War of the Rebellion: Serial 114 Page 0159 EARLY EVENTS IN MISSOURI, ETC.

Search Civil War Official Records

OFFICE OF PROVOST-MARSHAL-GENERAL,

DEPARTMENT OF THE MISSOURI,

Saint Louis, January 11, 1862.

Dr. JOHN T. HODGEN,

Surgeon-General, Hospital corner Fifth and Chestnut.

DOCTOR: You will not permit friends of prisoners under your care to furnish articles of clothing and diet nor to visit the patients, except in cases of extreme illness of pressing business, in all of which cases you will be the sole, judge of the propriety of granting the permission.

I am, doctor, very respectfully, your obedient servant,

BERNARD G. FARRAR,

Provost-Marshal-General.

SAINT LOUIS, January 14, 1862.

Colonel F. L. ROSS, Commanding, Cape Girardeau, Mo.

COLONEL: I have delayed answering your letter of December 23 in relation to General Watkins in order to obtain certain information which I have been expecting about General W. and others in that part of the country. Very many of those who have returned from the enemy and given their parole have acted as spies on our operations giving the enemy all the information they could obtain, assisting in getting up insurrections and planning the burning of bridges, &c. It is therefore necessary to observe due precaution in this matter.

If General Watkins has been in the enemy's service either State or Confederate he must come back in one of two capacities-either as a prisoner of war a citizen returning to his allegiance. If he returns as a prisoner of war he may be released on his parole of honor that he will remain quietly on his farm giving no information or assistance of any kind to the enemy and that he will present himself at your post, or any other, when called for. If he returns as a loyal citizen he certainly cannot object to taking the oath of allegiance. Such oath will not as a general rule be required of men who have not been in the enemy's service or have in no way assisted the enemy although they may have been in the Confederate States. For example secessionists here in Saint Louis have not been required to take any oath of allegiance but if they have been in the enemy's service and now wish to return to their allegiance they are invariably required to take the oath and sometimes to give additional security.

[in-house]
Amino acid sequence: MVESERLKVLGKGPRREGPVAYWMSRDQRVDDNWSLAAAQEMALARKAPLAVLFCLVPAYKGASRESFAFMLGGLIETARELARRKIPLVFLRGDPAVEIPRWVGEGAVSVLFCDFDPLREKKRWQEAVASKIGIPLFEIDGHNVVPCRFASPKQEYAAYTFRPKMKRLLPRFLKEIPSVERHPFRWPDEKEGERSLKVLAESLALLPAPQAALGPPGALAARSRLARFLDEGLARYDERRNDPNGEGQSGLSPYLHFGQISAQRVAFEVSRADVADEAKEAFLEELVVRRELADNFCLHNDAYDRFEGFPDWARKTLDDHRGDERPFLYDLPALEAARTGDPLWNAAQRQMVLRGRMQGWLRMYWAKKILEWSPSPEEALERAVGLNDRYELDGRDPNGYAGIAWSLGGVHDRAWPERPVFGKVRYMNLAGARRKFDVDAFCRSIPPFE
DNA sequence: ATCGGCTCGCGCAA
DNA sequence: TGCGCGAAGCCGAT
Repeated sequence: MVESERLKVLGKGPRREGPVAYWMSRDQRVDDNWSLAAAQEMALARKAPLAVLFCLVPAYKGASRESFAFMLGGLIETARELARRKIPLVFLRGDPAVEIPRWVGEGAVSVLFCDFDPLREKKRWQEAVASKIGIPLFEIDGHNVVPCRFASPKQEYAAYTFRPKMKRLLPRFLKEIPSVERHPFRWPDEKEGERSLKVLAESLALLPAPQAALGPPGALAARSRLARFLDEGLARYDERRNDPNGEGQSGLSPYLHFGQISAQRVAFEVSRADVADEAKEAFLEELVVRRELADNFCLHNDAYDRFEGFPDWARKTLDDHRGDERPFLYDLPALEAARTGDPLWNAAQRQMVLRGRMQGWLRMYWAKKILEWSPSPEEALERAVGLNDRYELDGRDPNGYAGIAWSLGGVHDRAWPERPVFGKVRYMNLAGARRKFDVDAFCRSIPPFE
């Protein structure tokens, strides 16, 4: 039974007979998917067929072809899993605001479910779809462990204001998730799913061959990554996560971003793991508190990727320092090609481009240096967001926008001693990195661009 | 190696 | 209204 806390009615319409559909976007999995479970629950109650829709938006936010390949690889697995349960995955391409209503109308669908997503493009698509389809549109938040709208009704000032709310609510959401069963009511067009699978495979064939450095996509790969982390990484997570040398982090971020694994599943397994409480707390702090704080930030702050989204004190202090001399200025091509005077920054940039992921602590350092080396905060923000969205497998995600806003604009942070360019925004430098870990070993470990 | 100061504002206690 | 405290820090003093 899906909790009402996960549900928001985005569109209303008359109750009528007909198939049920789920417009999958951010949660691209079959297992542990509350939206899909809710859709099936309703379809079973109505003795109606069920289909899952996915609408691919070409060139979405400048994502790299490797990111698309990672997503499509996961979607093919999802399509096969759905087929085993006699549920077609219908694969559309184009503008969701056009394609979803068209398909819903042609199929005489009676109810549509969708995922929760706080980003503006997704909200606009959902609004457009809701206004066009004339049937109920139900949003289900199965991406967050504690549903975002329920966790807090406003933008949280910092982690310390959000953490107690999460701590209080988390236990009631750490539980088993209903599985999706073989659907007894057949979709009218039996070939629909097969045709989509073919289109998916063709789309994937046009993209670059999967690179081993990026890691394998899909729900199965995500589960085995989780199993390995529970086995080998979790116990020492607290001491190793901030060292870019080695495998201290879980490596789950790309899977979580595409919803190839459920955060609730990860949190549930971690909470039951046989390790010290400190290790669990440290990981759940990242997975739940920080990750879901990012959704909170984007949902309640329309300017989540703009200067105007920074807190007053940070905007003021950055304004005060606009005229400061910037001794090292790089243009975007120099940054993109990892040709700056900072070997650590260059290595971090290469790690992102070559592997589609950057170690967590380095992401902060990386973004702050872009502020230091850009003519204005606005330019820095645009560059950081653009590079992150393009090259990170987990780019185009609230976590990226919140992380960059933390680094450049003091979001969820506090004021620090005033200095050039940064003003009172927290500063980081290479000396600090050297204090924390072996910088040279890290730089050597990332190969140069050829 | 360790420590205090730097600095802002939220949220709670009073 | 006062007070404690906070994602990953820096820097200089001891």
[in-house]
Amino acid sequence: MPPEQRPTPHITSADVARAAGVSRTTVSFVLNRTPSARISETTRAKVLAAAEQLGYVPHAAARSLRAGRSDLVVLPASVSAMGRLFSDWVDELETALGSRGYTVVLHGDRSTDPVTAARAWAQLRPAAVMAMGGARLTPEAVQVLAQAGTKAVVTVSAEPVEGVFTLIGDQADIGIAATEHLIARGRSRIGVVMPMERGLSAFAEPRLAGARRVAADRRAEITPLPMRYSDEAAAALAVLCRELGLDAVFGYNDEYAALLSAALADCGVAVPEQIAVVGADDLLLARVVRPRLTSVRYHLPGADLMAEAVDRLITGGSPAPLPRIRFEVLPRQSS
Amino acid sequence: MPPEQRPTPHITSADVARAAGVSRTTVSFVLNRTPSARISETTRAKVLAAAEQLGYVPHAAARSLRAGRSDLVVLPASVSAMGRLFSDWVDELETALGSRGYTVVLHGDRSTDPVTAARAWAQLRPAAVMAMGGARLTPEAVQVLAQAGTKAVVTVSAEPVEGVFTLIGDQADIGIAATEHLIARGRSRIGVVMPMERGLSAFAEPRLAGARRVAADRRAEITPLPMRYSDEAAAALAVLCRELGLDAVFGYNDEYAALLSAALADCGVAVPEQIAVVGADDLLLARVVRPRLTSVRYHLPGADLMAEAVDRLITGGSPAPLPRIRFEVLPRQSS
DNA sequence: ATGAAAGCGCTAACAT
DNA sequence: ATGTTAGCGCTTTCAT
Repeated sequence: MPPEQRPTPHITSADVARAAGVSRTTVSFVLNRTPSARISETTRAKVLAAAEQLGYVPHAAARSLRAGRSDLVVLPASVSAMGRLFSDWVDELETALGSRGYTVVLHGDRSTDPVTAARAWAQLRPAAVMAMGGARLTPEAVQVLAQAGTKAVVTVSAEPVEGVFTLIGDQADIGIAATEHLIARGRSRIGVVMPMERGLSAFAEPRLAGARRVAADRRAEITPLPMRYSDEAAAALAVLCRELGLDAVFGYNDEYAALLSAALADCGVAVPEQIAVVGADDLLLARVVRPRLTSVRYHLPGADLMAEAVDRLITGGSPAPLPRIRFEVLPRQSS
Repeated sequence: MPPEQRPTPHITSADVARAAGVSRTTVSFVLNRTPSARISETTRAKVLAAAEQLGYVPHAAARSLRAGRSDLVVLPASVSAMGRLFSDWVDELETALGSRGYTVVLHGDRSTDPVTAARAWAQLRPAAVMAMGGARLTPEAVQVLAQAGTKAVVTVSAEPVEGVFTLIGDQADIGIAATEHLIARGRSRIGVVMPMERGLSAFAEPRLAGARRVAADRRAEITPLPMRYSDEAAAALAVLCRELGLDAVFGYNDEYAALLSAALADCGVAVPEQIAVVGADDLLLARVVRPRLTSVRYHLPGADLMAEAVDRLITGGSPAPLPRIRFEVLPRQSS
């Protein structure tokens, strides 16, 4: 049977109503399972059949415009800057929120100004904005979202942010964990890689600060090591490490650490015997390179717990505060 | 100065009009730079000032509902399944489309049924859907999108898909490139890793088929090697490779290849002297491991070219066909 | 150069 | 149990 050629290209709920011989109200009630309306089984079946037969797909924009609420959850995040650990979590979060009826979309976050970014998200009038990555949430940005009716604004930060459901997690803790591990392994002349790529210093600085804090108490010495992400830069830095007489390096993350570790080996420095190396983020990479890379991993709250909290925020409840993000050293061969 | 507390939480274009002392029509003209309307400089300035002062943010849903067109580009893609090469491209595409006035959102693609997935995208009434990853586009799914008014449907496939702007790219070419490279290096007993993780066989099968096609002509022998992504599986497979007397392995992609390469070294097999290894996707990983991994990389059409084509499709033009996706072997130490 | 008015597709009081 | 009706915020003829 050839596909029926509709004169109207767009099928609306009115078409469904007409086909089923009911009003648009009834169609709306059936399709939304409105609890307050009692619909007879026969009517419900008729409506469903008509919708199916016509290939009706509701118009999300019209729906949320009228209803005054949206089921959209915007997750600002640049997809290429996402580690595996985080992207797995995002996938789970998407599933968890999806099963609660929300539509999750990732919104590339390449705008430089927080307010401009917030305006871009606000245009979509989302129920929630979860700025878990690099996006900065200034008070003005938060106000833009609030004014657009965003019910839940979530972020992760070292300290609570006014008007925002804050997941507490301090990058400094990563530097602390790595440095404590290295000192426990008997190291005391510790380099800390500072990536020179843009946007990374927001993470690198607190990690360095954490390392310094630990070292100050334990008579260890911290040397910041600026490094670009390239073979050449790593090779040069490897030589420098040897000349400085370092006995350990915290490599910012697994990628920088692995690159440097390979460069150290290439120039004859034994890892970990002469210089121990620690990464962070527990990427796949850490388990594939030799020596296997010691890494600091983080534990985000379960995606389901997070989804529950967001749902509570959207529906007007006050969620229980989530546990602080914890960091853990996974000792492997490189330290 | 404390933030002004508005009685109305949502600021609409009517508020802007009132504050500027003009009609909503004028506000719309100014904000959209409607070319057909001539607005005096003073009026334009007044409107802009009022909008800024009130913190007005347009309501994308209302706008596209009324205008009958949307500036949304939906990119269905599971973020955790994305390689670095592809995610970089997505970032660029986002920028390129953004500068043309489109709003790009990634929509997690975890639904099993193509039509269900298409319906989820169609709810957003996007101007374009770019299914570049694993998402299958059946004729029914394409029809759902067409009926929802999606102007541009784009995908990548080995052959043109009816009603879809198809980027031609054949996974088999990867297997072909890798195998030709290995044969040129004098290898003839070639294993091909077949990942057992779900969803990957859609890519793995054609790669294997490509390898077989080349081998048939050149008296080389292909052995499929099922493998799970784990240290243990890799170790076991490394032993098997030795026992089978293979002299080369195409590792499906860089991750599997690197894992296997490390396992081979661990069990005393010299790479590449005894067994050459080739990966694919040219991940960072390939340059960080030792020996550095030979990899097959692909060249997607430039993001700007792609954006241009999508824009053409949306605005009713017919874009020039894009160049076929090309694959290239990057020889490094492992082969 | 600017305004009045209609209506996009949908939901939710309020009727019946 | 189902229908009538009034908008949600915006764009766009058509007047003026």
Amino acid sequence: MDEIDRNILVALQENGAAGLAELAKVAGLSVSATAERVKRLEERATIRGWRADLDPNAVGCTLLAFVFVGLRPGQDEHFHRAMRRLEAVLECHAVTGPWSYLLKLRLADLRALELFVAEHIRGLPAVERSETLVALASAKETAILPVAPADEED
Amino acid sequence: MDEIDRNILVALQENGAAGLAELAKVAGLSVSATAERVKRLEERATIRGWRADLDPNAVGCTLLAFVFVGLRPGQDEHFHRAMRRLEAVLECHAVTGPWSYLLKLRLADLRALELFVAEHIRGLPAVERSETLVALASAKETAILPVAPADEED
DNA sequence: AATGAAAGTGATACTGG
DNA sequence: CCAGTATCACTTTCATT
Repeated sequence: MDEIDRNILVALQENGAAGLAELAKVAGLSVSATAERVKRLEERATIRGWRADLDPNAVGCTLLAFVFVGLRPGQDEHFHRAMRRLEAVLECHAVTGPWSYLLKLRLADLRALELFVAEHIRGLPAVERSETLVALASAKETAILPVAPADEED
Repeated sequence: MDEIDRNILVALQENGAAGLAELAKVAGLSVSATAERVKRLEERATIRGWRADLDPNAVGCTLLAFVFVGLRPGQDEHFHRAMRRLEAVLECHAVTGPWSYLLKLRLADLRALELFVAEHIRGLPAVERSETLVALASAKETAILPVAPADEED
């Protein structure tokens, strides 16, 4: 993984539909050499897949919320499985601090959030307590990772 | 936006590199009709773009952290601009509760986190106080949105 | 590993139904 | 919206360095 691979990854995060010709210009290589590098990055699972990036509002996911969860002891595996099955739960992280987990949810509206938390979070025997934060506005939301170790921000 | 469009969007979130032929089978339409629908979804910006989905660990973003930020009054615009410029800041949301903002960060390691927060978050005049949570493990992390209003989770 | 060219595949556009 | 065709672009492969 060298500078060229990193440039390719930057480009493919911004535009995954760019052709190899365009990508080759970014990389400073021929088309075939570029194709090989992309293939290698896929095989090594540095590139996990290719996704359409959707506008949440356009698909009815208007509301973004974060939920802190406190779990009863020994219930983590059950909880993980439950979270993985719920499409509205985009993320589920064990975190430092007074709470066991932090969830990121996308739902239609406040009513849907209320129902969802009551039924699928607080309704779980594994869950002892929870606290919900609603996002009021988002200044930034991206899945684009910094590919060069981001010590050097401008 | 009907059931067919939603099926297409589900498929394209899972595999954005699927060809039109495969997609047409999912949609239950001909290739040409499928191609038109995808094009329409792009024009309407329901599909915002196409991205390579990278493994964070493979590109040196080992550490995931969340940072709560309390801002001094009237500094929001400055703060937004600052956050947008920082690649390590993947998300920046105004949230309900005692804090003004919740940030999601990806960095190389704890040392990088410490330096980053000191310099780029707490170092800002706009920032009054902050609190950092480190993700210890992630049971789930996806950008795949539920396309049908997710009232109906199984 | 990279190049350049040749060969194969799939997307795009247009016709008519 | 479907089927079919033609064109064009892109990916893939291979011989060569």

If General W. should decide to take the oath all stock taken from him should be returned. With regard to his states if any are in your camp as fugitives they are so held in positive violation of General Orders, Numbers 3, of 1861, unless such slaves were taken in virtue of the act of Congress. Except in the case provided for by Congrees troops should be permitted neither to steal slaves nor to catch and return them to their owners, or pretended owners. The military are neither slave stealers nor slave catchers. To avoid all difficulties about this matter keep fugitives out of camp and let the question of ownership be decided by the civil tribunals.

Very respectfully, your obedient servant,

H. W. HALLECK,

Major-General.